Complaints of lack of public discourse

North Carolina House members deliberate on casino gambling expansion amidst opposition

Reading time 2:12 min

As North Carolina house members convened privately to discuss the possibility of expanding gambling in the state, a coalition of social conservatives, business operators, and political candidates made their voices heard on Tuesday, urging lawmakers to reject proposals aimed at permitting additional casinos and legalizing state-wide video gaming machines.

Residents from Rockingham, Anson, and Nash counties, previously designated as potential locations for non-tribal casinos within proposed "entertainment districts," visited Raleigh to advocate against this initiative, the Associated Press reported.

They expressed concerns over the lack of public discourse surrounding gambling proposals, which may ultimately find their place in the forthcoming state budget bill, pending approval by the General Assembly next week, should sufficient House and Senate Republicans endorse them.

In a gathering of approximately 50 individuals, holding placards reading "Keep Our Community Great," the opposition's rally contrasted with the well-funded lobbying efforts by gambling interests during this legislative session.

While the news conference unfolded, House Republicans held a closed-door caucus meeting lasting over three hours. Speaker Tim Moore later revealed that discussions within the caucus encompassed the level of support for casinos, video gambling terminals, and other gambling options.

Lawmakers are eyeing further gambling expansion in North Carolina after the General Assembly previously passed legislation in June authorizing sports betting, slated to commence next year. Presently, the state houses three casinos operated by two American Indian tribes.

The developments also come after the Rockingham County Board of Commissioners unanimously approved the rezoning of 192 acres of farmland near Madison for highway commercial usage last month, potentially paving the way for a casino development.

Certain legislators have argued that the prospect of establishing three casinos and potentially another gambling operation in southeastern North Carolina could yield benefits such as increased state and local revenues, job creation, and serve as a measure to counteract the proliferation of gambling activities in neighboring states, with a particular focus on Virginia.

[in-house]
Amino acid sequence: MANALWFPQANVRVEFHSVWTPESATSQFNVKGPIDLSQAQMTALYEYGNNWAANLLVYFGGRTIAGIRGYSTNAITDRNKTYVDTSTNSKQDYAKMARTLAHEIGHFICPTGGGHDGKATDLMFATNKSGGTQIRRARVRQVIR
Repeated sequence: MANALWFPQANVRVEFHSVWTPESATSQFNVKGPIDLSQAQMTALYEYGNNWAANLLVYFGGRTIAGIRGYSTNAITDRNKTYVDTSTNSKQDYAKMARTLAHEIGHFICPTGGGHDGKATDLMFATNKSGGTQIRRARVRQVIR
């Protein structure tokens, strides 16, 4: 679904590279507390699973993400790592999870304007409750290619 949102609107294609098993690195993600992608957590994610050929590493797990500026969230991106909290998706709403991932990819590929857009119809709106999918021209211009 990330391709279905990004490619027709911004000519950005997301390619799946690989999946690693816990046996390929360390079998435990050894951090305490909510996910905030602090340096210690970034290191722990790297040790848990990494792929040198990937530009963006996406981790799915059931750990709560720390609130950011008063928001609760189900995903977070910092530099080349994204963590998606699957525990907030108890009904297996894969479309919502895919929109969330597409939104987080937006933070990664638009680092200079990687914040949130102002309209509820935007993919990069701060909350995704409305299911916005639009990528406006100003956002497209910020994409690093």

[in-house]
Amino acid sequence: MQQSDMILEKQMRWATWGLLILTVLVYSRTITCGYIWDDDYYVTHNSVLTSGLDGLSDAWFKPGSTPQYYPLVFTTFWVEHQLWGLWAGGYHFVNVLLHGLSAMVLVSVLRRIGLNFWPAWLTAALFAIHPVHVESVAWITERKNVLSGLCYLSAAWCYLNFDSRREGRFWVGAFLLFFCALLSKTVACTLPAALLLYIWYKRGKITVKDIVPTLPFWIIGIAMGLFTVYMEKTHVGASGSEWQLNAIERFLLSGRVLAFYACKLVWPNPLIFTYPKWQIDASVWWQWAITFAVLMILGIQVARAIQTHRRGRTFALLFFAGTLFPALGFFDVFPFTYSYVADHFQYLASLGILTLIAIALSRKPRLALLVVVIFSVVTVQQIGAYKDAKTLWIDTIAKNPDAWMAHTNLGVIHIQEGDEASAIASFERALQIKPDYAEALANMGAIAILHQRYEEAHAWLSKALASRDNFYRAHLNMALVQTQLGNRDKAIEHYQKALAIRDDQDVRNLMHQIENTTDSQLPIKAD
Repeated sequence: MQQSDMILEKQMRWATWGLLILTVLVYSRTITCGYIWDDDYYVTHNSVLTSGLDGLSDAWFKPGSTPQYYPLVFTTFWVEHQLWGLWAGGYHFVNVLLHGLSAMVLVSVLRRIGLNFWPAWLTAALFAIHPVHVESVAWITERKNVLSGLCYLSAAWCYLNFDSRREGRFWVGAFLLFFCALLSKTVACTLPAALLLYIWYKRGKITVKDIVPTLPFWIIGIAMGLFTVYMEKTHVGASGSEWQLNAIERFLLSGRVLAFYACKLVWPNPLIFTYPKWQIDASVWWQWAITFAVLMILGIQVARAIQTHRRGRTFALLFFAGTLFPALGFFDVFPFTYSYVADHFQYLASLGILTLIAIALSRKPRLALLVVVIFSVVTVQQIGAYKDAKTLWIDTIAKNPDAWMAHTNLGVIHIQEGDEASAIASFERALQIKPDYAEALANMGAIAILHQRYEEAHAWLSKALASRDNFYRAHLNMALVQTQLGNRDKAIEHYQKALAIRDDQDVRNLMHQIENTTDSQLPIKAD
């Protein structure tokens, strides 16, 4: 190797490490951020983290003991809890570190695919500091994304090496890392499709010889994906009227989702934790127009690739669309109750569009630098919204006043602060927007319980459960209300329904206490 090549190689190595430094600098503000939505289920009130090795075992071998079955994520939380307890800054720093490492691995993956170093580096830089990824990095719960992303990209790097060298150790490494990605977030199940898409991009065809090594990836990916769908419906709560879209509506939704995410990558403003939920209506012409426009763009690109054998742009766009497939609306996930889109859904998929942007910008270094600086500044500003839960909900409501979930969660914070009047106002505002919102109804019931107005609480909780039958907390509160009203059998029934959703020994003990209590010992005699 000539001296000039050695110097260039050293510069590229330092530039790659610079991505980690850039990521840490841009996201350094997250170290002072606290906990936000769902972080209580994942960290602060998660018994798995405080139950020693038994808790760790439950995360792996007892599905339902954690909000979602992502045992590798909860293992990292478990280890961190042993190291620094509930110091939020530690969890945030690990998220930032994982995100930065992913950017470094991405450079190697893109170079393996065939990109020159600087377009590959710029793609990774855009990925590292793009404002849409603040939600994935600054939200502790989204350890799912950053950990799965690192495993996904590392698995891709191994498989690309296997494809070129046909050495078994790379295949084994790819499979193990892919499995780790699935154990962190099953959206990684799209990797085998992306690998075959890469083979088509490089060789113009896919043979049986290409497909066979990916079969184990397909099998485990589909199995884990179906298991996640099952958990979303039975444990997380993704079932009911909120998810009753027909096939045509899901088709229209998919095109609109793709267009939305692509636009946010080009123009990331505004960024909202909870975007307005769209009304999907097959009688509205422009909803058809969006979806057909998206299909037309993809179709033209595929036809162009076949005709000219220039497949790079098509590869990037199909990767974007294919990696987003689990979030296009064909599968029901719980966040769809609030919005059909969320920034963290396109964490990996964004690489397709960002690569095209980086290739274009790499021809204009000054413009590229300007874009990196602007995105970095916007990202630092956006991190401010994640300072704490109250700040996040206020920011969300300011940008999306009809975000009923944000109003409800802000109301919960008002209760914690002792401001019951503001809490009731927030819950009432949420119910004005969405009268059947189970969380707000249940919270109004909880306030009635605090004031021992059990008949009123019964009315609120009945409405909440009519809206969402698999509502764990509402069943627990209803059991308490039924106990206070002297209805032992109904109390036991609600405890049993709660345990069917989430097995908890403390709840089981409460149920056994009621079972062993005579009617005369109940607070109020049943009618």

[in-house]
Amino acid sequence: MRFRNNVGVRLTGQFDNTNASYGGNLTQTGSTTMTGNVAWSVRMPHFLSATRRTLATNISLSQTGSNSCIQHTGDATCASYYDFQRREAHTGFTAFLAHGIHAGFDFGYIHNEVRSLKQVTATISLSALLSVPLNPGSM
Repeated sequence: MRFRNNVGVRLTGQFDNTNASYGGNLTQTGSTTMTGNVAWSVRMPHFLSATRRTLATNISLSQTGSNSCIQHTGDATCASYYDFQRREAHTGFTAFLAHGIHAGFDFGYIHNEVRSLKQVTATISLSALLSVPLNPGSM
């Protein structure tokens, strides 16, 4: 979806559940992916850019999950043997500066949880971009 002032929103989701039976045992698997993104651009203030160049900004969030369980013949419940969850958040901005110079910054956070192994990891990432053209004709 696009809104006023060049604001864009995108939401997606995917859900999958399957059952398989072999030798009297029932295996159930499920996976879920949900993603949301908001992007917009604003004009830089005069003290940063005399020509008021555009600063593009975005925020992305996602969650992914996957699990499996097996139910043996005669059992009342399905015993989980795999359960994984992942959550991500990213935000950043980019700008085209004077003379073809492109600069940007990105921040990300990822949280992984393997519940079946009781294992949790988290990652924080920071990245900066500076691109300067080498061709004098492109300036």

Speaker Tim Moore

Speaker Moore informed reporters that party leaders were in the process of gauging Republican support for further gambling expansion, as it usually necessitates the backing of a majority of the 72 Republicans in the House to go forward. "I want to know where our caucus is, and we just have to have a count, and we don’t have it yet," Moore was quoted as saying in the Associated Press report.

Specific details regarding the debated gambling provisions were not disclosed, although Speaker Moore confirmed that they differed from ideas previously made public earlier in the year. 

Any final budget containing provisions to expand gambling would require Senate Republican approval, ultimately leading to consideration by Democratic Governor Roy Cooper.

To mitigate the impact of gambling expansion, some speakers at Tuesday's rally proposed that legislators mandate local voter approval, via a referendum, before the construction of a casino could proceed.

"This is not about politics. This is about people. This is about the next generation. Our kids today have enough bad things on their doorstep," the report quoted Joni Robbins, a real estate agent from Nash County. "If you mess with our kids, we will vote you out," he said at the news conference.

Moore said discussions have focused on leaving casino decision-making to county commissions and city councils, whom voters elect, rather on local referendums specifically.

Leave your comment
Subscribe to our newsletter
Enter your email to receive the latest news
By entering your email address, you agree to Yogonet's Condiciones de uso and Privacy Policies. You understand Yogonet may use your address to send updates and marketing emails. Use the Unsubscribe link in those emails to opt out at any time.